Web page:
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Govt of India finally decides to bring in new mental healthcare bill to address "inadequacies" in the system

By Our Representative
Mental Healthcare Bill 2012, a considered a path-breaking law, is learnt to have received approval from the Indian Cabinet and is now awaiting parliamentary nod away from being enacted. Reliable sources close to the development say, after ratifying the UN Convention on the Rights of Persons with Disabilities (CRPD) in 2008, India was "under obligation to amend its disability laws to meet CRPD norms".Moreover, a 2005 report by the National Commission on Macroeconomics and Health recognised the huge burden of mental illness in the country and the inadequacy of the existing system to address the problem.
According to the report, nearly 65-70 million people in India have some kind of mental illness, and this excludes common mental disorders. The commission also estimated that there was a 70-80 per cent treatment gap for mental disorders.
"A new law is the need of the hour", Michelle Funk, coordinator of Mental Health Policy and Service Development at WHO's Department of Mental Health and Substance Abuse, has been quoted as saying, “Too few people with mental disorders and psychosocial disabilities in India have access to good quality mental health care, and too many within the system have experienced extensive human rights violations, including inhumane and degrading treatment, restraint, seclusion, physical, sexual, or emotional abuse, and neglect”.
Keshav Desiraju, Secretary of Health and Family Welfare to the Government of India, has also bee quoted as saying that "mental health institutions in the government sector are depressing places which are starved of resources—both human and financial. The bill will provide an enabling structure for the government to provide more resources.”
But can the bill really deliver? Jayna Kothari, lawyer and founder of Centre for Law and Policy Research, Bangalore, thinks the new bill is groundbreaking because people with mental disorders have been granted legal capacity to take decisions about their health care and treatment. “No other law in the country dealing with disability—mental or other—grants such a right”, she says.
Soumitra Pathare, a Pune-based psychiatrist and coordinator of the Centre for Mental Health Law and Policy at the Indian Law Society, says the most important aspect of the bill is the right to mental health care. “Now it is the government's responsibility to see to it that everyone gets treatment for mental illness, whether they're rich or poor”, he says. Pathare wrote the original draft of the bill.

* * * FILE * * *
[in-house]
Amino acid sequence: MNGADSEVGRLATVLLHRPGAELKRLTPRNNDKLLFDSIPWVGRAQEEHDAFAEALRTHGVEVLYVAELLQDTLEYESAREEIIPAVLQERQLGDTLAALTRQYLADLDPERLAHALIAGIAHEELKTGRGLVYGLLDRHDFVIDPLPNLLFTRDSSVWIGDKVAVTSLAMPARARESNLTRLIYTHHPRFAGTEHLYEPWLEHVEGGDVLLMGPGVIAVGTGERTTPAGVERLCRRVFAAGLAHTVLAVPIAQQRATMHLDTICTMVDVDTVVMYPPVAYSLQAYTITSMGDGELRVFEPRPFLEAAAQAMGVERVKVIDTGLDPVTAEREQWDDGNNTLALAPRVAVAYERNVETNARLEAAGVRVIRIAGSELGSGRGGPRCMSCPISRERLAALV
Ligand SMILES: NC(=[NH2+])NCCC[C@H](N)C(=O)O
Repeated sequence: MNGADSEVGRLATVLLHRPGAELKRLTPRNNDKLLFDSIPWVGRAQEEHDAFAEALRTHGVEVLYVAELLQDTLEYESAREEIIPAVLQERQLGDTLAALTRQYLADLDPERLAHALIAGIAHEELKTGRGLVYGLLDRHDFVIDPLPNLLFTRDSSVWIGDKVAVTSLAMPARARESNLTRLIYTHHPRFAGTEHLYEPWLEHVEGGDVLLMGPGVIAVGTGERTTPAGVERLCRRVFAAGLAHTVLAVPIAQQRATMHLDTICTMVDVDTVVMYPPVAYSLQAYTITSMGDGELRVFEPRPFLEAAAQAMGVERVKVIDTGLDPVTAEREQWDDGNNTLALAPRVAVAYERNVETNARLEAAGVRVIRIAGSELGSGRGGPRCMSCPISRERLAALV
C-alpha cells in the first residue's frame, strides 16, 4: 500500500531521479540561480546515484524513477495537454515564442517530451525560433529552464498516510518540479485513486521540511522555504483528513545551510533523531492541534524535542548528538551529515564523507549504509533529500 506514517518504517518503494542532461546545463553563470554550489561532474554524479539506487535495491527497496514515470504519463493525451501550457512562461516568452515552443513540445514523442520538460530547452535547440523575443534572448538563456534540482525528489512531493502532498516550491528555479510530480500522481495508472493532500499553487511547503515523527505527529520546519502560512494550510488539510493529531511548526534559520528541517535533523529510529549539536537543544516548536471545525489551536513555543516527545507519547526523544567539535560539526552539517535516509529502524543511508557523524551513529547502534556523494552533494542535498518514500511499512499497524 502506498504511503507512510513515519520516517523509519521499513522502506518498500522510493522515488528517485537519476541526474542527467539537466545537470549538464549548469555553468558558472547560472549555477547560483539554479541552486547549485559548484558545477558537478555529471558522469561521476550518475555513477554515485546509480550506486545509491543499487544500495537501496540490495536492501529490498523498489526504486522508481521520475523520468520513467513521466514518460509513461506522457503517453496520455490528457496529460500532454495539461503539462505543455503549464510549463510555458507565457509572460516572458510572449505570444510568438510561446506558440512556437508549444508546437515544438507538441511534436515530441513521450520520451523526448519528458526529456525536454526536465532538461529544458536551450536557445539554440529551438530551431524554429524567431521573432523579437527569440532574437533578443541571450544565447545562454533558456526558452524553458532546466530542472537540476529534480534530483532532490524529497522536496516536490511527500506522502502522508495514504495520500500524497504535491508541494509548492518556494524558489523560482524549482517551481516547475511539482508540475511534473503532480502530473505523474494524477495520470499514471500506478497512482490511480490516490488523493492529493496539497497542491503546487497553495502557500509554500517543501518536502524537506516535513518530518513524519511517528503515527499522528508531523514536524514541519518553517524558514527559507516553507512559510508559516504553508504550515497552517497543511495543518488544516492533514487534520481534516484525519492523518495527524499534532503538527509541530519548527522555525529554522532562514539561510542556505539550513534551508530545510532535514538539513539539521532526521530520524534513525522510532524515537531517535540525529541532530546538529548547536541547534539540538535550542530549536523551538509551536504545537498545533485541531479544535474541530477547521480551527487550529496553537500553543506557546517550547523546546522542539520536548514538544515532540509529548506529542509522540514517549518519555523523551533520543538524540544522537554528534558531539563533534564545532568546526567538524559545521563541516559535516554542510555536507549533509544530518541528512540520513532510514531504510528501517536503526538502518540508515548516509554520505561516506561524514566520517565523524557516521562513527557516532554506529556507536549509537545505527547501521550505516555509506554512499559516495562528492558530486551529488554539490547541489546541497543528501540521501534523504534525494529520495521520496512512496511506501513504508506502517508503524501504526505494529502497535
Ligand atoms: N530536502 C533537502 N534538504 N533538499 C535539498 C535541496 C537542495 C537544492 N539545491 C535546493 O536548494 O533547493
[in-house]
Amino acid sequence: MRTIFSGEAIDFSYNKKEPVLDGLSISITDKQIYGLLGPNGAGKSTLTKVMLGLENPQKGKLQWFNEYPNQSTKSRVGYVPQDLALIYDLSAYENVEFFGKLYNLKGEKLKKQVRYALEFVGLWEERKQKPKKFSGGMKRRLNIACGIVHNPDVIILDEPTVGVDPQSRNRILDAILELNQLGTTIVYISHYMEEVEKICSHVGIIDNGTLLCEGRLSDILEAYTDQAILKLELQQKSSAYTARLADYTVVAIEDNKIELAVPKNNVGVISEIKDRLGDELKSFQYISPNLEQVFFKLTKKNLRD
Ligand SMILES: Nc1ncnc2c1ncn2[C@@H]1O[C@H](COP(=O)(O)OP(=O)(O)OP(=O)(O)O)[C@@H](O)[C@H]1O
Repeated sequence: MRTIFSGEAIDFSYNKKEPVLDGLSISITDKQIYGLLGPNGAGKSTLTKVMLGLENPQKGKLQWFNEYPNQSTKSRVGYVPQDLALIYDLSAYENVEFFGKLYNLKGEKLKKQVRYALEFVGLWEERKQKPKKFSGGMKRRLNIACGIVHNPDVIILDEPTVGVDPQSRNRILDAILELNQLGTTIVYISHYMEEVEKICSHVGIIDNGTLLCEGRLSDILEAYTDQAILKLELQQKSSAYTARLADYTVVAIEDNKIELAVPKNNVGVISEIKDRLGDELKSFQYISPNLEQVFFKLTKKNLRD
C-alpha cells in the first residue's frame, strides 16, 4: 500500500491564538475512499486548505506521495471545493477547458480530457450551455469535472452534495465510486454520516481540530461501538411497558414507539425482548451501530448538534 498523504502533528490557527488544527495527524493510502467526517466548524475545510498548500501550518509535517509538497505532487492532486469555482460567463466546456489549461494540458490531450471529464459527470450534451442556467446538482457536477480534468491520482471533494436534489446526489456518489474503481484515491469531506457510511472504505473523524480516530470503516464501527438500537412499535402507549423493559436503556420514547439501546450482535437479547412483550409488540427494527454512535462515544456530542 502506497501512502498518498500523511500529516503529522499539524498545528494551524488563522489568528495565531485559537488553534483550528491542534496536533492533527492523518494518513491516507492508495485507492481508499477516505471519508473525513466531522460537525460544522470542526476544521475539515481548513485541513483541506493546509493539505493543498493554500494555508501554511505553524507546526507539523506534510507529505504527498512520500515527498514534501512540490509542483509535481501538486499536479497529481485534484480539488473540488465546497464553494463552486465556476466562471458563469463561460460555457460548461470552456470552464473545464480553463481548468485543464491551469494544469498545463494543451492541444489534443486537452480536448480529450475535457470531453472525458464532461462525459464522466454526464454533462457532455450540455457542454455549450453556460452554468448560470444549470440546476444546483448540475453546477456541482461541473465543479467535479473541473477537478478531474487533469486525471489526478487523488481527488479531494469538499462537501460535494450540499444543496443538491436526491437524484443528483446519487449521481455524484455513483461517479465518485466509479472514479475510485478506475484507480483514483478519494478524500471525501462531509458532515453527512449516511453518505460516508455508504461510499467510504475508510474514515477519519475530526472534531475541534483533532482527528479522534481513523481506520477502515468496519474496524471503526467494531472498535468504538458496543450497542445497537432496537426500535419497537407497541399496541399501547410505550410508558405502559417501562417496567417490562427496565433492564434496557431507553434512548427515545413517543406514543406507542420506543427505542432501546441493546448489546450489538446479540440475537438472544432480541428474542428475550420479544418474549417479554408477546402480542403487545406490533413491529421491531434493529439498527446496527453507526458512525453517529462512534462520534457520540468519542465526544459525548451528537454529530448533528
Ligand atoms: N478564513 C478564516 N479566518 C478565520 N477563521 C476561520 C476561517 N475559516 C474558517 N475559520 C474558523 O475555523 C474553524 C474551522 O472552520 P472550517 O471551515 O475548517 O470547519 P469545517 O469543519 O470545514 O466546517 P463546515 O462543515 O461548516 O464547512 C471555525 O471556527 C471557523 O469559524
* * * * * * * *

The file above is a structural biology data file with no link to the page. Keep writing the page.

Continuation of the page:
There are provisions in the new bill for a range of treatment options, including outpatient and community services and half-way homes. According to the new bill, every person (with or without a mental disorder) has the right to make an “advance directive”, which is essentially a written statement stating how they want to be treated when they're not in a state to make appropriate decisions.
For example, instructions in an advance directive would come into play when a person with schizophrenia is undergoing an acute phase of the illness and is unable to make decisions. An individual can also choose a “nominated representative” to assist them with the treatment and look after their interests when they cannot themselves do so.
The advance directive is being seen as a major shift in India's mental health-care system. Pathare says, “The provision of an advance directive will give people more control over their treatment and give them an opportunity to exercise choices even when they are incapacitated by mental health problems.”
Under the current law—The Mental Health Act, 1987—a patient cannot challenge a doctor's decision to admit them to hospital. Under the new bill, a patient can do so at any time by contacting a mental health tribunal.
Two other important features of the bill, welcomed by many observers, are the decriminalisation of suicide and a ban on electroconvulsive therapy without anaesthesia. Desiraju says the bill will be moved for discussion in the upcoming monsoon session of parliament, which is slated to begin in August. Kothari says if the bill is tabled, then there's a great likelihood of it passing.

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